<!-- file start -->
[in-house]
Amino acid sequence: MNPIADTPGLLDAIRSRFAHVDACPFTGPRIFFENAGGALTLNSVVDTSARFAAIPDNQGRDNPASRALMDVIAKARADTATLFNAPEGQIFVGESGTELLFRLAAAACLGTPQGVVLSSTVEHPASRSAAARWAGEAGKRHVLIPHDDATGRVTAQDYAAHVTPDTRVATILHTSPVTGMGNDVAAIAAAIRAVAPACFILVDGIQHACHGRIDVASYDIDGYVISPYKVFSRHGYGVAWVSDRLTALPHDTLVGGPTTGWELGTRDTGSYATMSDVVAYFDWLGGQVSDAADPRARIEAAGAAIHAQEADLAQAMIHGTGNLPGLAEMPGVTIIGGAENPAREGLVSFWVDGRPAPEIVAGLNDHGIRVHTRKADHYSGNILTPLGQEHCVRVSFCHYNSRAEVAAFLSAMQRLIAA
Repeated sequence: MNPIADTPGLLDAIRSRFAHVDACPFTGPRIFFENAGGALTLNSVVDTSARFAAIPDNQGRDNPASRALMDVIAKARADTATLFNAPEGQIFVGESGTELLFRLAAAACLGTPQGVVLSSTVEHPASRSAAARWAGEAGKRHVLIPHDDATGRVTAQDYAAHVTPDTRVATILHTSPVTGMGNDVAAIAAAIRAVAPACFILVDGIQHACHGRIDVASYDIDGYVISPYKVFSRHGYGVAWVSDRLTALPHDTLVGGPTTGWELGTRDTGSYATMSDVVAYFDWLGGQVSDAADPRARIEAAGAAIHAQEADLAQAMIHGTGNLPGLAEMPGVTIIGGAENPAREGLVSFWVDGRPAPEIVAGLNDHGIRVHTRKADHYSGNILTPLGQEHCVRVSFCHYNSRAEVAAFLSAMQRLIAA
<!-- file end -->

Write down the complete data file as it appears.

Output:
[in-house]
Amino acid sequence: MNPIADTPGLLDAIRSRFAHVDACPFTGPRIFFENAGGALTLNSVVDTSARFAAIPDNQGRDNPASRALMDVIAKARADTATLFNAPEGQIFVGESGTELLFRLAAAACLGTPQGVVLSSTVEHPASRSAAARWAGEAGKRHVLIPHDDATGRVTAQDYAAHVTPDTRVATILHTSPVTGMGNDVAAIAAAIRAVAPACFILVDGIQHACHGRIDVASYDIDGYVISPYKVFSRHGYGVAWVSDRLTALPHDTLVGGPTTGWELGTRDTGSYATMSDVVAYFDWLGGQVSDAADPRARIEAAGAAIHAQEADLAQAMIHGTGNLPGLAEMPGVTIIGGAENPAREGLVSFWVDGRPAPEIVAGLNDHGIRVHTRKADHYSGNILTPLGQEHCVRVSFCHYNSRAEVAAFLSAMQRLIAA
Repeated sequence: MNPIADTPGLLDAIRSRFAHVDACPFTGPRIFFENAGGALTLNSVVDTSARFAAIPDNQGRDNPASRALMDVIAKARADTATLFNAPEGQIFVGESGTELLFRLAAAACLGTPQGVVLSSTVEHPASRSAAARWAGEAGKRHVLIPHDDATGRVTAQDYAAHVTPDTRVATILHTSPVTGMGNDVAAIAAAIRAVAPACFILVDGIQHACHGRIDVASYDIDGYVISPYKVFSRHGYGVAWVSDRLTALPHDTLVGGPTTGWELGTRDTGSYATMSDVVAYFDWLGGQVSDAADPRARIEAAGAAIHAQEADLAQAMIHGTGNLPGLAEMPGVTIIGGAENPAREGLVSFWVDGRPAPEIVAGLNDHGIRVHTRKADHYSGNILTPLGQEHCVRVSFCHYNSRAEVAAFLSAMQRLIAA